Without getting into the MySQL (and risking a terrible MesSQL), the most obvious workaround is to output the list of entries and such into a simple list that, with some "text to column" magic in Excel would allow me to select and copy the dates from a long string of entries, run them through a batch converter, paste the epoch-formatted numbers back into place, and switch the text into an editor. It might still require a few search and replace actions, but this process would get it close to the standard bookmark format--close enough that Delicious could import the list, anyway. And that's the point to all of this.

While I was messing around with this, I also learned that Delicious limits the earliest timestamps to 1989 or something. I guess this isn't all that big of a deal, but it does introduce a problem if, say, we were ever to attempt to use Delicious with some sort of date-stamping method for chronologically ordering bookmarks for a journal archive dating back to the early 1980s.

It's good to know about these limitations, I suppose, well in advance of experimenting with them on a larger, more consequential project.

Thursday, November 13, 2008

Art: What a Mess

Fifteen minutes of re-make digression, perhaps best--liveliest--between 9 minutes and his "tidying up" of Jackson Pollock around 12:20.

Tuesday, November 11, 2008


We're experimenting in the WC this semester with consultation by discontinuous email. Students can upload up to five pages of whatever they are working on, the draft then zigs and zags (taking two lefts and then a right?) through the internet to a listserv account where five always-on consultants take turns commenting and returning drafts, usually within 24 hours after the draft is sent. The system seemed to be working fine until recently when we realized a flaw in the design of the upload form. Basically, the form allows students to 1.) upload a file or 2.) copy and paste a chunk of text into the form. 'Submit' The form then calls up a PHP script, which, when there is an uploaded file, puts the file in a temporary directory, builds the email message to the listserv, attaches the file, sends the email to the listserv, and finally clears the file from the temporary directory. That much seemed to be working fine for, oh, ten weeks, and we have 45 such consultations to show for it. But:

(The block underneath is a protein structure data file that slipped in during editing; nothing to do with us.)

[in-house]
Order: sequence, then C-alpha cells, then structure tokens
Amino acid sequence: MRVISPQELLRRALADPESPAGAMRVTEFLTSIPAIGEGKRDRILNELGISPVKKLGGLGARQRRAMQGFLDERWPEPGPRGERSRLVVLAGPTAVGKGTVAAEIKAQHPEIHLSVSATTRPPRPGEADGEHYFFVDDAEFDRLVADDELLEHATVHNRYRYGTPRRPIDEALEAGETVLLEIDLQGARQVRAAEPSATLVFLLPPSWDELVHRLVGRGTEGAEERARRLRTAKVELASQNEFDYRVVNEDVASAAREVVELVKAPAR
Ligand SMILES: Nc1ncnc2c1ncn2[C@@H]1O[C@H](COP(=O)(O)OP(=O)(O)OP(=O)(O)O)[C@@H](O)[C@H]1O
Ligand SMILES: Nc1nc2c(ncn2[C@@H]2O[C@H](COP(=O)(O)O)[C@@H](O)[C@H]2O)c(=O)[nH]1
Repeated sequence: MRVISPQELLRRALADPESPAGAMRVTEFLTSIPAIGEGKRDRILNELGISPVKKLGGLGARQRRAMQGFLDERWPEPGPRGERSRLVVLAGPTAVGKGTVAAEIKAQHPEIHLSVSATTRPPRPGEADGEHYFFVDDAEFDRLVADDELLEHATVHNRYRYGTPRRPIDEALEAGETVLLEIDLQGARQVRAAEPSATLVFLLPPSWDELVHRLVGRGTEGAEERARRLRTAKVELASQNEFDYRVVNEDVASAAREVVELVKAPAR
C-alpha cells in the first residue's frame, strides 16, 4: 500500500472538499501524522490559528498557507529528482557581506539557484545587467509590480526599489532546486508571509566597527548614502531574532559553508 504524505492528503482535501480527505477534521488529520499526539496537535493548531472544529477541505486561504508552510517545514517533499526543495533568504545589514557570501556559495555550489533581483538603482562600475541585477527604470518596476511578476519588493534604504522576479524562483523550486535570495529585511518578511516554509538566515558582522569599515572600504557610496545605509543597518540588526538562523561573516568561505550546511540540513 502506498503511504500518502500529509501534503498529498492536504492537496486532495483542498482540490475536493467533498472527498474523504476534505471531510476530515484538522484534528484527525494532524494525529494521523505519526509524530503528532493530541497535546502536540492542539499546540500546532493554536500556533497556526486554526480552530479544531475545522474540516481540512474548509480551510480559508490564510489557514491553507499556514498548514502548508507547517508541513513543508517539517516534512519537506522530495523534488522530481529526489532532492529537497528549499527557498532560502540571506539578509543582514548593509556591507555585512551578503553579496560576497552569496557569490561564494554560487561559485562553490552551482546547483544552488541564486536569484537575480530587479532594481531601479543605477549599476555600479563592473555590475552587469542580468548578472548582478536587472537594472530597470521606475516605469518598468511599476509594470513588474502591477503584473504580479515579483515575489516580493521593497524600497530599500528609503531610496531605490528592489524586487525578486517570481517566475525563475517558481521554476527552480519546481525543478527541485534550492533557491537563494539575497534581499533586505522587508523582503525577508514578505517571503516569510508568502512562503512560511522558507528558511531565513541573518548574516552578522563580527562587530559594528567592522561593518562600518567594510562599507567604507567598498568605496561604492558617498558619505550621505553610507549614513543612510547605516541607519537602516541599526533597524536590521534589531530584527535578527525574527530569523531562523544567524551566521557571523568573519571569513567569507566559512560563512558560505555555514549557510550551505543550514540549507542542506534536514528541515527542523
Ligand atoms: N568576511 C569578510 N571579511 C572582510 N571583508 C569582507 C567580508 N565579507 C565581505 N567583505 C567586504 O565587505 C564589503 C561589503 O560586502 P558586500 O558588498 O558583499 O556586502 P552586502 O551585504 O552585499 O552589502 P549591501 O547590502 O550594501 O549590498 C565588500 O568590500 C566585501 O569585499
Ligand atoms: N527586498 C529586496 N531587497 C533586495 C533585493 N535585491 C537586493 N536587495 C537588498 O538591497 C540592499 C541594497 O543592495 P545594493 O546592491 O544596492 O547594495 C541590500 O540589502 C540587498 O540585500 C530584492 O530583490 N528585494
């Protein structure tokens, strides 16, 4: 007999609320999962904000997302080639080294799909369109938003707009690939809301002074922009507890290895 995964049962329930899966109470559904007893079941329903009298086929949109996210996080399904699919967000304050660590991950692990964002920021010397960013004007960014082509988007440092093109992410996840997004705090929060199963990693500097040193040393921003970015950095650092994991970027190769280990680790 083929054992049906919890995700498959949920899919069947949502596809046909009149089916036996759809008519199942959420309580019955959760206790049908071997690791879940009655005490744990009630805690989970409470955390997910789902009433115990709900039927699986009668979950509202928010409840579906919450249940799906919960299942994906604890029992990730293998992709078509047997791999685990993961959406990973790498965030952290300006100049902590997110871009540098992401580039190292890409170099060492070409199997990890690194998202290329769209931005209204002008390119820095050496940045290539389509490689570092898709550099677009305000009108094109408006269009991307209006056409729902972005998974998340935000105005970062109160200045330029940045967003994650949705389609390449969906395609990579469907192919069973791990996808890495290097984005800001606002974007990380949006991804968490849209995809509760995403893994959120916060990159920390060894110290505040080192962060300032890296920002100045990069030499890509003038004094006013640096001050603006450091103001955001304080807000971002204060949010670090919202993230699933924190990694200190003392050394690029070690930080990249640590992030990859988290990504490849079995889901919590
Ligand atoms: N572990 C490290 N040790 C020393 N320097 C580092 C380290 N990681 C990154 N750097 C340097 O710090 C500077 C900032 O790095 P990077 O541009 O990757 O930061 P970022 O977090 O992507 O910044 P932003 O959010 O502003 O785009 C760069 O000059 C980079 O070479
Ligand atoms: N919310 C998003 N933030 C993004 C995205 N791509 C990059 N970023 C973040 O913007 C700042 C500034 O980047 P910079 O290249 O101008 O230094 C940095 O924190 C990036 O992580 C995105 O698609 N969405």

About a week ago, the form seemed to stop working. We experienced a lull in the previously steady stream of requests. I checked the files, and, sure enough, there was an unnamed .doc file camping out in the temporary directory. Did someone upload a nameless file? Seems so. But there was more. The form was not relaying messages that did not have attachments. Never did any complaints alert us to a problem, but the PHP script relied on an if... function (e.g., if(filea)) without an else.... IF the file was attached, all was smooth-going. ELSE...broken.

Sadly, I am not one of those PHP wizzes who can just glance the code and efficiently drum up the needed lines. Writing PHP is slow and agonizing--a reverse engineered grind. I re-draw the original script so that everything routes to my email address (so as not to bother the listserv with the sequence of test messages), then tweak the code, upload, and test. Well, I thought I had it up and running again on Saturday, but, lo and behold, I was wrong, so again today, straightaway from teaching class and two hours of face-to-face consulting, I was at it again, thunking my head against the immovable brick wall of a PHP script I could not figure out. And then, suddenly the office was all children's chorus and sun beams: I realized what was the matter, added the two or three lines (primarily a no_attachment function) and, for the last time, FTPed the mended script into place. Tested it from all directions, and it worked--a clear case of luck favoring the prepared desparate.

Sunday, November 9, 2008

Works Delicioused, Works Slided